The brief from the client said “Draw a hoe!” So I drew a garden hoe. Now, typically for these things I’ll find a few reference photos, load one into Illustrator (or Inkscape) and create a layer on top of it then do a lot of tracing and drawing to get the general outlines, then fill in some colors, then try to add some highlights and shadows.

Here’s the first hoe, which I was pretty happy with. The client saw it and said “Well, it needs to be a delicate hoe…” and described it a bit more, so we did some image searches until we found one she liked, and I modified things to match.

Here’s the first draft. Originally there was a plan to make these into patches or badges or something, so I kept things pretty simplified and blocky, but as we discussed things more we decided that laser-etched coasters might be better. That also meant the design could be more detailed.

Oh! The client said maybe it needed something else, a wine bottle perhaps? Back to the art board! I found an image with five different styles of wine bottles and asked her to choose a style, then I illustrated it and added it in, along with a nice scalloped ring that was more that just a plain circle.

I’ve made tons of laser-etched wooden coasters, but since we had a full-color illustration I first had to convert it to a one-color design, which I did.

Fun Fact: The text on the wine label is “Lake Mills Winery” translated from English to French, and the client (who does speak French) pointed out it would probably be “Vignoble Mills Lac” or something. I am not a French speaker. We left it as it was.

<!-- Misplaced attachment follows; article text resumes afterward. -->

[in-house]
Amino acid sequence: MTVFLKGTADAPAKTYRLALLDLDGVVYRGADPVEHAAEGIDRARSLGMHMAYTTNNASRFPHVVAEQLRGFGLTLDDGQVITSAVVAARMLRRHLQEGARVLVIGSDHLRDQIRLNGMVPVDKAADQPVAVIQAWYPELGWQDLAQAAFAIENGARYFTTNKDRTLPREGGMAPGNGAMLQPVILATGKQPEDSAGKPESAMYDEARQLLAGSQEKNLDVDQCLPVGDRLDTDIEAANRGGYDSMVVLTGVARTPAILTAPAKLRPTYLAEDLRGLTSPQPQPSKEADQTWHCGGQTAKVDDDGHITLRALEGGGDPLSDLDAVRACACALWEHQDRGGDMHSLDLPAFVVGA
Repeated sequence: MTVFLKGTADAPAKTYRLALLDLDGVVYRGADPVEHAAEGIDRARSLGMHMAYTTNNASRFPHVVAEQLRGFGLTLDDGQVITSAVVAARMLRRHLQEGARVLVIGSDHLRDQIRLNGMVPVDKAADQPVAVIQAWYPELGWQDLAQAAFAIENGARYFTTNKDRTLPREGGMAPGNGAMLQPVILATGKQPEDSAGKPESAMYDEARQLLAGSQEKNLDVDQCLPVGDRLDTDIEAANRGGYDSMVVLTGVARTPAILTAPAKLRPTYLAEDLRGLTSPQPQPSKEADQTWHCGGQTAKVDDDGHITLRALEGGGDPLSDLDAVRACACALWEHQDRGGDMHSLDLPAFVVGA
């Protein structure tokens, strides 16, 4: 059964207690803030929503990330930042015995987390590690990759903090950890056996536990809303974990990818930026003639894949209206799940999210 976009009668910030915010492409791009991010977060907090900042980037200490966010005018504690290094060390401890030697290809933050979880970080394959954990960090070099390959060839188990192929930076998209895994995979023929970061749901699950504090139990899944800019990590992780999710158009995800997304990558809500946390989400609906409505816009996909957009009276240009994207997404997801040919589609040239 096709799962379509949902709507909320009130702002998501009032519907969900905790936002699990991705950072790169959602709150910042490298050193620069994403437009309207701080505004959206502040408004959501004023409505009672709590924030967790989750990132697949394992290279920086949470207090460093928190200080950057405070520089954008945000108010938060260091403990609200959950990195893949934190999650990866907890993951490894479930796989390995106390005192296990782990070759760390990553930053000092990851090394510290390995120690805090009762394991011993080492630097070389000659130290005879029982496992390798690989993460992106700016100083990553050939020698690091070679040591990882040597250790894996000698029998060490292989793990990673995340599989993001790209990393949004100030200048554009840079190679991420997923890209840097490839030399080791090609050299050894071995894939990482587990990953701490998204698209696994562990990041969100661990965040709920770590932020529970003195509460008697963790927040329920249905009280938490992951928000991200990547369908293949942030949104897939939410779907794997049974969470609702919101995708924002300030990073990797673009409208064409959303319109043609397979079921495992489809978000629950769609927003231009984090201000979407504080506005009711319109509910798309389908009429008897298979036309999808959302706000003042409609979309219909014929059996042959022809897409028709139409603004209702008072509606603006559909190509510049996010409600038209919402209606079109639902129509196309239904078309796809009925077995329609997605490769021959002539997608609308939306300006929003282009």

The request was for four coasters, but I ended up making eight of them, with the assumption that at least four would come out good, and I could ignore the lower-quality ones. In the end they were pretty equal. Sorry, no photos of the laser etching! I was in a rush to get this done. One thing I am not sure about is that I used water-based polycrylic instead of oil-based polyurethane, which… I don’t know. I’m a fan of the cleanup, but I’m not convinced polycrylic is as nice as polyurethane (especially when heat it applied.) Well, we’ll see how it goes.

This was a fun project, and I am mostly pleased with the outcome. (If I’m honest, I am never completely satisfied with how my projects come out, which is probably good because it means I keep striving to do better. Yes, let’s go with that.)

Oh, I did have fun doing this project and I managed to learn a few new things in the process, so that’s a win in my book!

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Laser-Cut iMac Holder Plate

In the studio at Brown Dog Gadgets we added an iMac on a rolling cart to the photo area of the studio so we could shoot tethered using a Canon M50. Josh had some concerns about putting a top-heavy iMac on a rolling cart, so I mentioned that we could secure it to the top, and then he sent me a link to this post How I work now – the iMac stand and I told him that was exactly what I was thinking.

I designed a few pieces to do the job. The smaller “front bottom” pieces are 1/8″ thick Baltic Birch plywood, and the larger pieces are 1/4″ Baltic Birch plywood. I cut them on the laser cutter and did a test fit…

The holes are meant to allow for 1/4-20 bolts to be fed through to secure it to the top surface of the cart. And yes, the iMac stand is really close to being 1/8″ thick…

Looks good! Adding this in should prevent the iMac from toppling over while on the cart. And to be fair, we don’t wheel this cart around at any high speed. It’s a large, heavy cart so it’s a slow mover on a smooth concrete floor. But the extra precaution is definitely a good idea.

I added another plate to the back just to prevent the iMac from sliding backwards at all, and so far this has worked out well.